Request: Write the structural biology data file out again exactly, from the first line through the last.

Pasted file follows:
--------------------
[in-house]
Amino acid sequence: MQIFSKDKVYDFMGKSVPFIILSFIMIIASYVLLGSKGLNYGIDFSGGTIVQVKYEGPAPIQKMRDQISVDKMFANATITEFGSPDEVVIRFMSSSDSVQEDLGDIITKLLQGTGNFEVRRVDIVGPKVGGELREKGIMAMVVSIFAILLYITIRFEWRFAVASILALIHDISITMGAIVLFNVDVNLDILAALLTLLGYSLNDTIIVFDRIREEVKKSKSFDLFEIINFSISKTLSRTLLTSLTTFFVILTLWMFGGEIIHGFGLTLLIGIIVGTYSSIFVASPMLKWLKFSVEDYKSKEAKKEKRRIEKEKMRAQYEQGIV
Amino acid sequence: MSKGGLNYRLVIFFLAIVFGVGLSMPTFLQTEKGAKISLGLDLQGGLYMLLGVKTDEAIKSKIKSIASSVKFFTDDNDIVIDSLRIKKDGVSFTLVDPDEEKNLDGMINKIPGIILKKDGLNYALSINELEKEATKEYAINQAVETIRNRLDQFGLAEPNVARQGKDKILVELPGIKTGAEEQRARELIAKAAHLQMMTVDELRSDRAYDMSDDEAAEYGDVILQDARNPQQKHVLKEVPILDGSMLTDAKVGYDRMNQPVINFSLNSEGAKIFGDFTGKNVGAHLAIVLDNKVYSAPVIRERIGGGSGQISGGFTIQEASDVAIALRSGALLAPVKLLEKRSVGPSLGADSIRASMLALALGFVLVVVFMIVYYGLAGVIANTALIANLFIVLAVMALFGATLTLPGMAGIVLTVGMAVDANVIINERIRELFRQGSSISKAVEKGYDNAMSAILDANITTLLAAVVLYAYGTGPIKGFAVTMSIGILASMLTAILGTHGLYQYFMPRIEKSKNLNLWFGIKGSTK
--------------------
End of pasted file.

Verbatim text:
[in-house]
Amino acid sequence: MQIFSKDKVYDFMGKSVPFIILSFIMIIASYVLLGSKGLNYGIDFSGGTIVQVKYEGPAPIQKMRDQISVDKMFANATITEFGSPDEVVIRFMSSSDSVQEDLGDIITKLLQGTGNFEVRRVDIVGPKVGGELREKGIMAMVVSIFAILLYITIRFEWRFAVASILALIHDISITMGAIVLFNVDVNLDILAALLTLLGYSLNDTIIVFDRIREEVKKSKSFDLFEIINFSISKTLSRTLLTSLTTFFVILTLWMFGGEIIHGFGLTLLIGIIVGTYSSIFVASPMLKWLKFSVEDYKSKEAKKEKRRIEKEKMRAQYEQGIV
Amino acid sequence: MSKGGLNYRLVIFFLAIVFGVGLSMPTFLQTEKGAKISLGLDLQGGLYMLLGVKTDEAIKSKIKSIASSVKFFTDDNDIVIDSLRIKKDGVSFTLVDPDEEKNLDGMINKIPGIILKKDGLNYALSINELEKEATKEYAINQAVETIRNRLDQFGLAEPNVARQGKDKILVELPGIKTGAEEQRARELIAKAAHLQMMTVDELRSDRAYDMSDDEAAEYGDVILQDARNPQQKHVLKEVPILDGSMLTDAKVGYDRMNQPVINFSLNSEGAKIFGDFTGKNVGAHLAIVLDNKVYSAPVIRERIGGGSGQISGGFTIQEASDVAIALRSGALLAPVKLLEKRSVGPSLGADSIRASMLALALGFVLVVVFMIVYYGLAGVIANTALIANLFIVLAVMALFGATLTLPGMAGIVLTVGMAVDANVIINERIRELFRQGSSISKAVEKGYDNAMSAILDANITTLLAAVVLYAYGTGPIKGFAVTMSIGILASMLTAILGTHGLYQYFMPRIEKSKNLNLWFGIKGSTK